Managing Uncertainty

By Leo Cardez

From PHN Issue 47, Fall 2021From the new Department of Corrections leadership to politics and the coronavirus pandemic, inmates live in volatile times. In prison, all we know for sure is that we don’t know shit—we live off of rumor and conjecture. And that’s not good for us. The damage caused by our unpredictable circumstances causes havoc on every aspect of our being.

  • Activity increases in brain areas associated with fear and hypervigilance. Persistent uncertainty can alter the brain’s architecture and increase the long-term risk of depression and cognitive impairment.
  • It affects our body through a cascade of stress hormones released as part of the fightor-flight response, making us sweaty, dilating our pupils, quickening our breathing, and tensing our muscles.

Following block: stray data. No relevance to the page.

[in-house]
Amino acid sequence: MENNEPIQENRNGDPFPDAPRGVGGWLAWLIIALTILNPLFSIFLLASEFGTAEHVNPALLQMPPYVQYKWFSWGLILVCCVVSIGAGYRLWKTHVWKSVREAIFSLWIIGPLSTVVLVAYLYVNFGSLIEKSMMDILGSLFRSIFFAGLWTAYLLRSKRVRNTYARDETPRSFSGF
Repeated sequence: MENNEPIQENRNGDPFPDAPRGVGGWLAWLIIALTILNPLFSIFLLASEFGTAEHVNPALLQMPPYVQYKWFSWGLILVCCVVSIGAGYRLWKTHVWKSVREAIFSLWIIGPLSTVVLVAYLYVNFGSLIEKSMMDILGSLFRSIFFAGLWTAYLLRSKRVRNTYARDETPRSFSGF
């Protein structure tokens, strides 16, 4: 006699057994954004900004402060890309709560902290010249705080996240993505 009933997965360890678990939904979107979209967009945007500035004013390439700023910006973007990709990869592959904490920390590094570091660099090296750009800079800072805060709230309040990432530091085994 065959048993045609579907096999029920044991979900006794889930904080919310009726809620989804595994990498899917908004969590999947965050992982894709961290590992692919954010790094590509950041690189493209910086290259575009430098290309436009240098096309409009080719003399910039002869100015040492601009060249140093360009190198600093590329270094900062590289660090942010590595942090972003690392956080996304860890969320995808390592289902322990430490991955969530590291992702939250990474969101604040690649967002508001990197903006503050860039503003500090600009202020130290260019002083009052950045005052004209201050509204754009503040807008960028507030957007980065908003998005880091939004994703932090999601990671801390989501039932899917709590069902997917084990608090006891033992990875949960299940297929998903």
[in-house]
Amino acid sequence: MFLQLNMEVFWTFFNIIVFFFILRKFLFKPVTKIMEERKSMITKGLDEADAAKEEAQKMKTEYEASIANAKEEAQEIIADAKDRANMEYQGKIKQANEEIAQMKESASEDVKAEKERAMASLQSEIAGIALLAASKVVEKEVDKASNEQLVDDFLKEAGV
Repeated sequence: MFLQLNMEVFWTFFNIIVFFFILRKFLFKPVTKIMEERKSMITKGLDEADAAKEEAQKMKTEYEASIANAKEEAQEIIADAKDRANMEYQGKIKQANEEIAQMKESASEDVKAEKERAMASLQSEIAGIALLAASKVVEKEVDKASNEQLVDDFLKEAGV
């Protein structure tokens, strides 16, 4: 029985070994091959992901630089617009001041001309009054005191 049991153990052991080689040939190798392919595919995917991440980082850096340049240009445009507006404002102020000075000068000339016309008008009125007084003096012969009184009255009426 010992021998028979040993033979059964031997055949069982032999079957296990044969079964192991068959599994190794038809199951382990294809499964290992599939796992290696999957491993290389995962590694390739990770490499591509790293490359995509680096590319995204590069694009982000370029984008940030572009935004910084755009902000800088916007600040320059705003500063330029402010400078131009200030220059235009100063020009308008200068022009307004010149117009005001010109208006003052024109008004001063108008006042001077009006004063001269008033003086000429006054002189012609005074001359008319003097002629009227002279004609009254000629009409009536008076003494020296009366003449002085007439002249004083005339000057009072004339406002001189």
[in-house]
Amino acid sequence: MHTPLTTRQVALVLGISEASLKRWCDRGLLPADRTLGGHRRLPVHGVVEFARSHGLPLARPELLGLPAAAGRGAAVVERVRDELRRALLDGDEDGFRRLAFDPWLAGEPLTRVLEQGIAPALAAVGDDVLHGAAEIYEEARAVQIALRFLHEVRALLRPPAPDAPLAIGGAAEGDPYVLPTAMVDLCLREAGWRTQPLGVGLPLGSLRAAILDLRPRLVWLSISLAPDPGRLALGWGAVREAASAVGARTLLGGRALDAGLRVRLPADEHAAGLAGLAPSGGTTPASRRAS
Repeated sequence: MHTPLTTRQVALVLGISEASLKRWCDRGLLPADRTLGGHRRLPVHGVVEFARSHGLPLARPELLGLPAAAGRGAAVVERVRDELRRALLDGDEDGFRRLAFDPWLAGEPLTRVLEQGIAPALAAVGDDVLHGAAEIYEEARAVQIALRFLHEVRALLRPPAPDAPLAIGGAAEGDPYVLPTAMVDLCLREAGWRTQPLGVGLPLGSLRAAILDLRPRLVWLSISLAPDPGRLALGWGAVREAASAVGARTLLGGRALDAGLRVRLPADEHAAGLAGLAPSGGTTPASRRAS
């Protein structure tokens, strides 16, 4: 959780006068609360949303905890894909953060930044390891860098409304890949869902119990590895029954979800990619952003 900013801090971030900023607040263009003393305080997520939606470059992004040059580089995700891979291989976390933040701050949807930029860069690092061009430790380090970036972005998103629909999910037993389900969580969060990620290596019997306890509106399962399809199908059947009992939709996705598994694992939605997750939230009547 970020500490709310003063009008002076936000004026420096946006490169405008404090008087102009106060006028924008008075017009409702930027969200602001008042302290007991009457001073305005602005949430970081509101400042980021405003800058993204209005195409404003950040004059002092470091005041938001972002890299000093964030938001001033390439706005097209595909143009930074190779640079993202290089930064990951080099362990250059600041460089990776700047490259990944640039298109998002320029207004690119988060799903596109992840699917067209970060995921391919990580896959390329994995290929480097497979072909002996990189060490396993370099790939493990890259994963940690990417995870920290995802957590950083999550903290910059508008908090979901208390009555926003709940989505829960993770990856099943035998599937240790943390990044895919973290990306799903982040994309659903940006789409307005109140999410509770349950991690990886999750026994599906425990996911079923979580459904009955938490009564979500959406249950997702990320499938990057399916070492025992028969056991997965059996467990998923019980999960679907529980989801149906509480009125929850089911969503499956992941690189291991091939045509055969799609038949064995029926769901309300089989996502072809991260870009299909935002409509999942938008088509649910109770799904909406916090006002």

• It affects our thinking as we become more reluctant to take risks and less likely to focus on future rewards. Also, our perception of time changes: The present seems endless, and we feel cut off from the past and future.
  • It affects our feelings, creating unease. Research shows that waiting for sentencing generates more anxiety than the sentencing itself, which may bring a sense of relief. (I can attest, the year I spent waiting to be sentenced was the longest and hardest for me.)

Incarceration during this historic epidemic seems to hold more questions than answers: Will I or someone I love get sick? Are my job, school and cell, assignment secure? What do the election results mean to our shadow community—are there any criminal reform initiatives on the horizon? And when will my facility go back to normal—if at all?

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